The mob that swarmed the capital on January 6 was ill-prepared to mount an insurrection and seize power, performing a coup de grace to civility but coming well shy of delivering a revolutionary punch. A few of its factions are surely "counting coup" in anticipation of another performance, to lift a scoring ruse from native American warrior lore. But there was no evidence of a speechready leader or military preparedness.
The late Paul Krassner would likely have pegged this action a limping erection, the activists softening their muscles amid stiffening rhetoric and a petering police presence. And it's the Yippies, their name derived from the Youth International Party, the organization he co-founded in the late 1960s to protest the materialism and violence of American life--especially with respect to the Vietnam War--that offer a useful frame of reference to understand this breakout. They called themselves pranksters, a concept nurtured from Ken Kesey's Merry Pranksters from earlier in the decade, road rebels trying to remain spiritual kin to the Beats while exposing new hypocritical attitudes and behaviors of everyday life. The Yippies amped up this effort, diagnosing an even more diseased culture. They practiced a form of (gotcha) consciousness-raising, shocking the sleeper-masses into seeing the way things really are so they could begin to recognize their real interests.
They were famous for invading the stock-trading arena on Wall Street and dropping piles of currency from the ledge onto the floor to witness traders frantically grab for the free bills, demoing the pathology of materialist acquisition. At protests they would put flowers in the barrels of the rifles of the National Guard troops, smile, and invite them to drop their weapons and join them. Abbie Hoffman, a co-founder, tested a prank at the March on the Pentagon event in October 1967, a few months before the group was officially formed on December 31, 1967. He proclaimed that the seminal strategy was to levitate the Pentagon: "We will dye the Potomac red, burn the cherry trees, panhandle embassies, attack with water pistols, marbles, bubble gum wrappers, bazookas, girls will run naked and piss on the Pentagon walls, sorcerers, swamis, witches, voodoo, warlocks, medicine men and speed freaks will hurl their magic at the faded brown walls" (Katie Mettier, "The Day the Anti-Vietnam War Protesters Tried to Levitate the Pentagon," Washington Post, 10/19/2017).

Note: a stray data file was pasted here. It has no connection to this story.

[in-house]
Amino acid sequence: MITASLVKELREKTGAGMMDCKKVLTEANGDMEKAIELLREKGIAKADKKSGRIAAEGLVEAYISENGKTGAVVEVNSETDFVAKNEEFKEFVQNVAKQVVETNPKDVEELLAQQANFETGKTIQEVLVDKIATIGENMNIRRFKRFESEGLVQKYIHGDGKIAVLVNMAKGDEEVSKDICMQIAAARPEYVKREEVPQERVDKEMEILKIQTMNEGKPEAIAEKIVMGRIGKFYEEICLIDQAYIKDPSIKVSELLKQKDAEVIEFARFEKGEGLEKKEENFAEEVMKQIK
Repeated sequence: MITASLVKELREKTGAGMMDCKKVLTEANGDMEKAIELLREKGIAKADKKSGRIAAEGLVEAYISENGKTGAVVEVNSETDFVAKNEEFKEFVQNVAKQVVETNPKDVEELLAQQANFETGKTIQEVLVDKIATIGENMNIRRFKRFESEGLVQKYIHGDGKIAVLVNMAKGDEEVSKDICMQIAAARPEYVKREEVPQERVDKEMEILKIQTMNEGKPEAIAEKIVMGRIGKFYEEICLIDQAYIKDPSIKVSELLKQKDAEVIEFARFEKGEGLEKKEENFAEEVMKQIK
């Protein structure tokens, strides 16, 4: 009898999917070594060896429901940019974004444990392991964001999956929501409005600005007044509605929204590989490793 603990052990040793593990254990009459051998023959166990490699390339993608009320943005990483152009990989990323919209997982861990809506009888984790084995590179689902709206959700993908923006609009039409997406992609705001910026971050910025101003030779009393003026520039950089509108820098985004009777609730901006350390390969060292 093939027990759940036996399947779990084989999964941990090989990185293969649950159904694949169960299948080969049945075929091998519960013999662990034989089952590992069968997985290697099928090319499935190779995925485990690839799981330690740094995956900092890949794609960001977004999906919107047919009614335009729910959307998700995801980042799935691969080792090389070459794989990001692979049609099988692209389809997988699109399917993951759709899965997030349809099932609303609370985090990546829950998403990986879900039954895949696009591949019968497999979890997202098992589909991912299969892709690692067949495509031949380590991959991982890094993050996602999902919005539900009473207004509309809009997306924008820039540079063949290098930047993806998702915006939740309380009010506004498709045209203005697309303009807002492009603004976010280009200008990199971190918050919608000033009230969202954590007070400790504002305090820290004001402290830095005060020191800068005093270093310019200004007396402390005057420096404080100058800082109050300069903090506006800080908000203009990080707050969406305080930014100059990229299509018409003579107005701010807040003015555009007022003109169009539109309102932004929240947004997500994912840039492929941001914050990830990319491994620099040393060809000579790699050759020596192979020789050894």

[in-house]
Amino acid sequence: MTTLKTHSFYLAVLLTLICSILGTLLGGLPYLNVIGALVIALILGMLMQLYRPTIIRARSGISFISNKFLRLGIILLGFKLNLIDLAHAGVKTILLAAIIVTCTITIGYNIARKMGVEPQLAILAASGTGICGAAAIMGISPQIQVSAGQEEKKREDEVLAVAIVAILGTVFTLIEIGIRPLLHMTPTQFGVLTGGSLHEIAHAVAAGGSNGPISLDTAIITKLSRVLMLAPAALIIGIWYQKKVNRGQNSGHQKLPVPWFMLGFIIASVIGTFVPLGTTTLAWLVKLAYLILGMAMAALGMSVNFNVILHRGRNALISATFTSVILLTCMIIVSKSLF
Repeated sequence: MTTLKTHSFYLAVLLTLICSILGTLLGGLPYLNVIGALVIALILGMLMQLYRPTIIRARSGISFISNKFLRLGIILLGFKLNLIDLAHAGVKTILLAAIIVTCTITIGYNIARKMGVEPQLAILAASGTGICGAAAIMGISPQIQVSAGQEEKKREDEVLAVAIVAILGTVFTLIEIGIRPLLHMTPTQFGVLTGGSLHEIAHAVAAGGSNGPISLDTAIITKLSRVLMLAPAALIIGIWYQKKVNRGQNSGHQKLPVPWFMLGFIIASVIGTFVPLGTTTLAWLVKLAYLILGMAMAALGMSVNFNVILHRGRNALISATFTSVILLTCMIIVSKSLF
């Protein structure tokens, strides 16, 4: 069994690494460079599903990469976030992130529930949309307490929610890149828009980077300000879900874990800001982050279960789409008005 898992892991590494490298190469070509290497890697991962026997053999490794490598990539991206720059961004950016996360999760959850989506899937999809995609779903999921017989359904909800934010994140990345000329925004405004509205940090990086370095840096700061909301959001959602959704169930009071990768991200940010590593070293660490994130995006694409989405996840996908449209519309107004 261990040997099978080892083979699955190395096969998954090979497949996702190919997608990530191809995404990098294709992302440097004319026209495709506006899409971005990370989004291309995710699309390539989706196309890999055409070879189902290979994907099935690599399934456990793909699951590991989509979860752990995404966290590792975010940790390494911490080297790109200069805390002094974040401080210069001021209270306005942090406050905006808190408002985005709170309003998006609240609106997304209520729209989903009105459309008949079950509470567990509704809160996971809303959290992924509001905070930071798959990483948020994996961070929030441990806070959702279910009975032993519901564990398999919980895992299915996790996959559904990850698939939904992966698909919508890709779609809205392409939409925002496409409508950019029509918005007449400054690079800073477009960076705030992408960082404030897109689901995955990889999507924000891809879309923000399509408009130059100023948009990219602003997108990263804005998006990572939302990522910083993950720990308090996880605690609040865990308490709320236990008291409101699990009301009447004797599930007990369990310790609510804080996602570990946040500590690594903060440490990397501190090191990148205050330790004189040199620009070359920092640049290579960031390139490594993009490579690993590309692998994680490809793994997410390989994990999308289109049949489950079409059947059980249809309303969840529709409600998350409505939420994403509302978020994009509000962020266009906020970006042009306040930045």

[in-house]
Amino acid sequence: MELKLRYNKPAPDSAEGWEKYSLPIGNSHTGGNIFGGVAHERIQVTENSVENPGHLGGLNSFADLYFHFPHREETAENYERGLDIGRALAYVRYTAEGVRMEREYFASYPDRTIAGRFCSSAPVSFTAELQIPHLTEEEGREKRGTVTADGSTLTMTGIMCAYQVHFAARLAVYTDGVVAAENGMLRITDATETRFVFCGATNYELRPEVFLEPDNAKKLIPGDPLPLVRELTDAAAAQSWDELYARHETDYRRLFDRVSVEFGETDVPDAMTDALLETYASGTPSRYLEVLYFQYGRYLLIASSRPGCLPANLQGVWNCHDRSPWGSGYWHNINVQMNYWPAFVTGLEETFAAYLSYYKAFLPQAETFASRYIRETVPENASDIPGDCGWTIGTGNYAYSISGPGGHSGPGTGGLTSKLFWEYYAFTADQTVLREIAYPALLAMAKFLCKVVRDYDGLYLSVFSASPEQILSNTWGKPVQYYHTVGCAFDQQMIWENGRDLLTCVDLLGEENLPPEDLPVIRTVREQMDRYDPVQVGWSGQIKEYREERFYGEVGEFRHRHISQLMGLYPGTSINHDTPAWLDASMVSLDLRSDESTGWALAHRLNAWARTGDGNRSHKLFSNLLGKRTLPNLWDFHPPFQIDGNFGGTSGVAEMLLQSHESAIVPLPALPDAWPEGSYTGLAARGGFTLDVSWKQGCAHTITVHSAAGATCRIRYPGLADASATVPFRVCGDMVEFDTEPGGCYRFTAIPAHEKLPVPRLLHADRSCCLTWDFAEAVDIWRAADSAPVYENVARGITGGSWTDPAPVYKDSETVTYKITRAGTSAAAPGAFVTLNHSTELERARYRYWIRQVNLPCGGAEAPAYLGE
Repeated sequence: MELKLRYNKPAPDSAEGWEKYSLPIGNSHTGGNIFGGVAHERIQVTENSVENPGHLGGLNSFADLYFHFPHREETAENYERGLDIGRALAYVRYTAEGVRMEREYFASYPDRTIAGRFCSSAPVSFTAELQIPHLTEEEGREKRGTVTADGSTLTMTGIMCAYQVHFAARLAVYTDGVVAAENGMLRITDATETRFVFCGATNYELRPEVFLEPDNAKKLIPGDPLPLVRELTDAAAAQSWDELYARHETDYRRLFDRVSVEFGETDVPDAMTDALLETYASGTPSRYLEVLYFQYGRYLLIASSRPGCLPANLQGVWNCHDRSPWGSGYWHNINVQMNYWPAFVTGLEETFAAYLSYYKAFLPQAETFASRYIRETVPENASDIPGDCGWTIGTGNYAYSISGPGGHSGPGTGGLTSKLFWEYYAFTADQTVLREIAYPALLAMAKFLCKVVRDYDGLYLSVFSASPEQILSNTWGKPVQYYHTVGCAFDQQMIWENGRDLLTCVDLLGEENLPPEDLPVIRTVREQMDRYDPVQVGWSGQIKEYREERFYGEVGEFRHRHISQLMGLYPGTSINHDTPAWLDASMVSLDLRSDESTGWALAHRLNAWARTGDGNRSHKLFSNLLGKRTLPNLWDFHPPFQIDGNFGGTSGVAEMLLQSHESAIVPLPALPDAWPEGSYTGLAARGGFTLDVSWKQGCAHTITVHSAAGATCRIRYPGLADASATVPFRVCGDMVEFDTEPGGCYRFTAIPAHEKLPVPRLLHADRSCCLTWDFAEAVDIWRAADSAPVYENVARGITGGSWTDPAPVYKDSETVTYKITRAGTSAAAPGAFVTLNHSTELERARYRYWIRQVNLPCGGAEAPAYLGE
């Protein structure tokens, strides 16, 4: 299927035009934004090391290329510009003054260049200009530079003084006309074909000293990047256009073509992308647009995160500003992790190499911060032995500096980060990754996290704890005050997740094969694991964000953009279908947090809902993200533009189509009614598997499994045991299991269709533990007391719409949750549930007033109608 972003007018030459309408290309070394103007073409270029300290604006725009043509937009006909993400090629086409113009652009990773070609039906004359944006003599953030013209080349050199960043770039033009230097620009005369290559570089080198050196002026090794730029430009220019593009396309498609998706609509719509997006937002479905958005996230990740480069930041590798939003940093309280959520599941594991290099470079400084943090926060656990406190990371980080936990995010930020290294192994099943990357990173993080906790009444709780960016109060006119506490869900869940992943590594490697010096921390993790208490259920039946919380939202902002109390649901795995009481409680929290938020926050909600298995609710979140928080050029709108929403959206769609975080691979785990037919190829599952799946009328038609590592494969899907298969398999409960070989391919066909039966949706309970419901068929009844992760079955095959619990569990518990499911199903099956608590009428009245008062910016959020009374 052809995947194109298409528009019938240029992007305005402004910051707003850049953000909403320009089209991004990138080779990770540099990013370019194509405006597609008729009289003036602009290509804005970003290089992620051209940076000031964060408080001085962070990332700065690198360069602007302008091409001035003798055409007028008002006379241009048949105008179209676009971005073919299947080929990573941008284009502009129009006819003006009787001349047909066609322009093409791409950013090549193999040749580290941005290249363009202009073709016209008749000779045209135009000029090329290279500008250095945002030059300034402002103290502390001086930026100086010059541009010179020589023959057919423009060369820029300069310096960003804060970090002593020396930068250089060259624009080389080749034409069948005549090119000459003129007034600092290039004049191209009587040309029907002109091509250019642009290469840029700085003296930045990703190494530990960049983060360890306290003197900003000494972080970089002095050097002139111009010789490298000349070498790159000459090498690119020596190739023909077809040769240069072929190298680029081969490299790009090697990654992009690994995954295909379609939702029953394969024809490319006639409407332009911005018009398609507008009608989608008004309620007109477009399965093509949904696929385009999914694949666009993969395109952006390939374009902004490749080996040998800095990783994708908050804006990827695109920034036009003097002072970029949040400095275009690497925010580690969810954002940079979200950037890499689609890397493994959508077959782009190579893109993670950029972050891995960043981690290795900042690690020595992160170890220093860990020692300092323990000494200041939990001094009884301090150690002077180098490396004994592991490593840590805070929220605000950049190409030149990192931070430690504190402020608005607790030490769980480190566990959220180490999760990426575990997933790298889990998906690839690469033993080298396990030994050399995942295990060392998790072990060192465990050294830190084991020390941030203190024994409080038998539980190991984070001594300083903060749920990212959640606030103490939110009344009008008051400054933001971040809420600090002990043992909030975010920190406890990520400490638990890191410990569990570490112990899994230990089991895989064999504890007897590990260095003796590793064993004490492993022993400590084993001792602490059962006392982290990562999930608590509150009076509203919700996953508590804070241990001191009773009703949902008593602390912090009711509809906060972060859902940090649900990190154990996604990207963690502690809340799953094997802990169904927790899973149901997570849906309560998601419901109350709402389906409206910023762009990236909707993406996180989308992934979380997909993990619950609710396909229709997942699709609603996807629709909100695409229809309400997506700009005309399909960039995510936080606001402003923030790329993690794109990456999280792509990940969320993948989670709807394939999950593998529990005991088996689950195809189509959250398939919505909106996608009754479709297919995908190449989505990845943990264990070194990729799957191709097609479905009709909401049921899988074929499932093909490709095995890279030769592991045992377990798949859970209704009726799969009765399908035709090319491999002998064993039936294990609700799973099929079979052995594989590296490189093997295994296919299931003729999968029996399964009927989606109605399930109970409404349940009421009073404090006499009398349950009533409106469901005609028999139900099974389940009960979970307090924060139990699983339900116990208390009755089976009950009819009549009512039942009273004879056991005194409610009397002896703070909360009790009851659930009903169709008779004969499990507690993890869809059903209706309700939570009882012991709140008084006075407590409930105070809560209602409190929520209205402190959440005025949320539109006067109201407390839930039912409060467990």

Jerry Rubin claimed that a new kind of protester surfaced at this event, a hybrid of New Left and hippie, one uncomfortable with normal SDS politics (Pat Thomas, Did It! Jerry Rubin: An American Revolutionary).
It's interesting that as many as 100,000 came to witness this wizardry (which comprised many fringe radical groups, including American neo-Nazis), and between 30,000 and 50,000 descended physically on the Pentagon. There were few injuries, perhaps because this event was permitted. Sympathies for ending a war with 20,000 casualties to date had sufficiently infiltrated the higher echelons of power.
These cultural rebels shocked and disrupted, pranking their desire for a redress of wrongs. They had little interest...